What is wwDotnetBridge?

wwDotNetBridge provides an easy way to open up most of .NET's functionality to Visual FoxPro applications. While it relies on COM Interop to handle the interactions between FoxPro and .NET, wwDotnetBridge uses its own runtime hosting and .NET assembly to manage the .NET runtime in FoxPro.

This provides a number of functionality improvements over using COM Interop (ie. CreateObject("myApp.MyDotNetObject")) by greatly extending the range of what .NET features you can access with Visual FoxPro. Native COM Interop is severely limited by components that are exposed to COM explicitly in .NET [ComVisible(true)] and to components that can be instantiated from Visual FoxPro via CreateObject() (explicitly exported to COM). wwDotnetBridge - because it operates inside of .NET - can circumvent most of these limitations and provide access to a much wider range of features in .NET. For example, using wwDotNetBridge you can access static classes and their members, enum types, value types, generic types, Collections, interface based values as well as providing easier access and manipulation of arrays and collections from within FoxPro.

Another big feature is that .NET components do not need to be registered for COM - wwDotnetBridge can load components directly from within .NET so no COM registration is required for components loaded. This means if you create your own .NET components for use in your applications, these components don't need to be registered. It also means that you can access just about any .NET type directly from FoxPro, whether the type is registered for COM, marked as [ComVisible] or not. This opens up most of the .NET runtime to you for use in your own applications.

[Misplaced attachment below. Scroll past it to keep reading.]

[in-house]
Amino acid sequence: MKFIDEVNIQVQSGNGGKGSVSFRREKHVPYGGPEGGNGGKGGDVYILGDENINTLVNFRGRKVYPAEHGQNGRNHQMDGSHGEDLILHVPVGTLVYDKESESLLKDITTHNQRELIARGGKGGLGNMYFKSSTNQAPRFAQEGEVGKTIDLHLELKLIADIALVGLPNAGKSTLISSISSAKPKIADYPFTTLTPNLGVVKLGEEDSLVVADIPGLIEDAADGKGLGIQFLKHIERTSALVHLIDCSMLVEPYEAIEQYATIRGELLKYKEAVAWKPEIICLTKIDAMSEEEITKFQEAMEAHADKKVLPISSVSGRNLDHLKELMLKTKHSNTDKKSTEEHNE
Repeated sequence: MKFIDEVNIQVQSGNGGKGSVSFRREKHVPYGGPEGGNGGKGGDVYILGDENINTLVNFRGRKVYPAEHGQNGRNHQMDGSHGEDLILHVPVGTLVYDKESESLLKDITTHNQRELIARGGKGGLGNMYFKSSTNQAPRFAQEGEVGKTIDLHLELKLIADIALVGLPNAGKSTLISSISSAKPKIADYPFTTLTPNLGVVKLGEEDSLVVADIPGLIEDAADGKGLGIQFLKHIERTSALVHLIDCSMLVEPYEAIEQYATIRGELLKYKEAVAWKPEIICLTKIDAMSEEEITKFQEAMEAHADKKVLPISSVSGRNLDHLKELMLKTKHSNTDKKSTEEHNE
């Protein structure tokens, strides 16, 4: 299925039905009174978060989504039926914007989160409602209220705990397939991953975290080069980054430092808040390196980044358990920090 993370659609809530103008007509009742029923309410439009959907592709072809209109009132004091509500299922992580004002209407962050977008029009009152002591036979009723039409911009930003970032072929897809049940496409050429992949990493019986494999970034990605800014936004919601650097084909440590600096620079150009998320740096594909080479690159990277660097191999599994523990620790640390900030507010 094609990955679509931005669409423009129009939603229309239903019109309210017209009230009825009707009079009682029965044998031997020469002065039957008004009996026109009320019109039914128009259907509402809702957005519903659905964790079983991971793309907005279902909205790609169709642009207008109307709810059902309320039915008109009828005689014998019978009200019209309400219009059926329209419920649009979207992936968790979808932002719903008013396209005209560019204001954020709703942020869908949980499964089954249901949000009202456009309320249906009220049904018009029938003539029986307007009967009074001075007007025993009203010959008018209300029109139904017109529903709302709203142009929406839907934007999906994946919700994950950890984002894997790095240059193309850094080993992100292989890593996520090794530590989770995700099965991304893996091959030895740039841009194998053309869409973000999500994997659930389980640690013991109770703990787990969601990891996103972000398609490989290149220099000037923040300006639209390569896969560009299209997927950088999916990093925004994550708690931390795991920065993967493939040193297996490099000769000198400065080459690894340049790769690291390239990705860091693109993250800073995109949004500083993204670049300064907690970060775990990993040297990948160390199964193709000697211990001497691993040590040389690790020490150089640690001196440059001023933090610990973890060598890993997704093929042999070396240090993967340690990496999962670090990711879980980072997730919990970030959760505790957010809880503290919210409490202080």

How it works

wwDotnetBridge consists of three pieces:

  • wwDotnetBridge.prg
    A FoxPro class that your application uses to access extended .NET features.

  • wwIPStuff.dll
    Contains a small shim that loads the .NET Runtime into Visual FoxPro. Supports .NET 2.0 or 4.0 runtime loading explicitly. This feature is optional - you can also choose to load wwDotnetBridge using standard COM Interop Registry loading by using o = CREATE("wwDotNetBridge","V2",.T) which bypasses the custom loaded .NET runtime and use of wwIPstuff.dll. Note when using the latter approach wwDotnetBridge must be .NET COM registered with the RegAsm tool.

  • wwDotnetBridge.dll
    A .NET component that acts as a proxy inside of .NET to perform extended tasks on the behalf of your FoxPro code. The FoxPro wwDotnetBridge class interacts with this .NET component to provide interaction with .NET.

A short Example

To see how wwDotnetBridge works it's easiest to show a simple example. The following example uses a third party MarkDig library to render Markdown text into HTML.

*** Load wwDotnetBridge